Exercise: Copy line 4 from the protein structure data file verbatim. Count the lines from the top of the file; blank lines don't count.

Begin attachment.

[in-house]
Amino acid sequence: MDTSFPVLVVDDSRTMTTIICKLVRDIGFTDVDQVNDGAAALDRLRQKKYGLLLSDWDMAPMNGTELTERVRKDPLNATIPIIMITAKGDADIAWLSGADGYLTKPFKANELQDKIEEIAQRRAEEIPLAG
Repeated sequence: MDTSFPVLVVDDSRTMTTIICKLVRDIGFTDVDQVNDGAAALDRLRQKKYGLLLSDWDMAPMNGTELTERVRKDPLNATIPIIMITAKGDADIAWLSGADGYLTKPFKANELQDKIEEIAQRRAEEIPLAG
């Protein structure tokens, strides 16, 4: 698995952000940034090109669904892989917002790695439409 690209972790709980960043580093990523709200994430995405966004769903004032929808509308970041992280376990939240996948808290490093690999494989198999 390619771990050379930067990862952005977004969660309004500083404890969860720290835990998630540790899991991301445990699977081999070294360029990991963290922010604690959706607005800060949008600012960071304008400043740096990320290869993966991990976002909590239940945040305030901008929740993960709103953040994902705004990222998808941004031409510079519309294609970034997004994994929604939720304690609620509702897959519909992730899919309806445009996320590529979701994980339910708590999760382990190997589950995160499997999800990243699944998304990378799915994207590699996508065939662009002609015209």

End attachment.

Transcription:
């Protein structure tokens, strides 16, 4: 698995952000940034090109669904892989917002790695439409 690209972790709980960043580093990523709200994430995405966004769903004032929808509308970041992280376990939240996948808290490093690999494989198999 390619771990050379930067990862952005977004969660309004500083404890969860720290835990998630540790899991991301445990699977081999070294360029990991963290922010604690959706607005800060949008600012960071304008400043740096990320290869993966991990976002909590239940945040305030901008929740993960709103953040994902705004990222998808941004031409510079519309294609970034997004994994929604939720304690609620509702897959519909992730899919309806445009996320590529979701994980339910708590999760382990190997589950995160499997999800990243699944998304990378799915994207590699996508065939662009002609015209």